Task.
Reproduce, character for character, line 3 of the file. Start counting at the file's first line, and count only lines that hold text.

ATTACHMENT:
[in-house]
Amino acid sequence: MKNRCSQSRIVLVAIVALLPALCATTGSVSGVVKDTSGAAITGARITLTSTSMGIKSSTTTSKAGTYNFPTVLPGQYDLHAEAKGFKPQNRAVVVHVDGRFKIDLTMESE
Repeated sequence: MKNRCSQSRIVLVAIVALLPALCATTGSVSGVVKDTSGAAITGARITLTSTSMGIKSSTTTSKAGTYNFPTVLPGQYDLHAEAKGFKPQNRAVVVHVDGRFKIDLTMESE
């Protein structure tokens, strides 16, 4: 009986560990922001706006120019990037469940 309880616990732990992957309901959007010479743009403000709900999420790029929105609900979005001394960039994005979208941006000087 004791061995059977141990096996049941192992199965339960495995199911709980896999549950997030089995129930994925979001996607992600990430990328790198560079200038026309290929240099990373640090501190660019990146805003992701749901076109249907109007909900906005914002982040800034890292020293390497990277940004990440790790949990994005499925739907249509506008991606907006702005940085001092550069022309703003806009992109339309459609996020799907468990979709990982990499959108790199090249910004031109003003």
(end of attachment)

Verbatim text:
Repeated sequence: MKNRCSQSRIVLVAIVALLPALCATTGSVSGVVKDTSGAAITGARITLTSTSMGIKSSTTTSKAGTYNFPTVLPGQYDLHAEAKGFKPQNRAVVVHVDGRFKIDLTMESE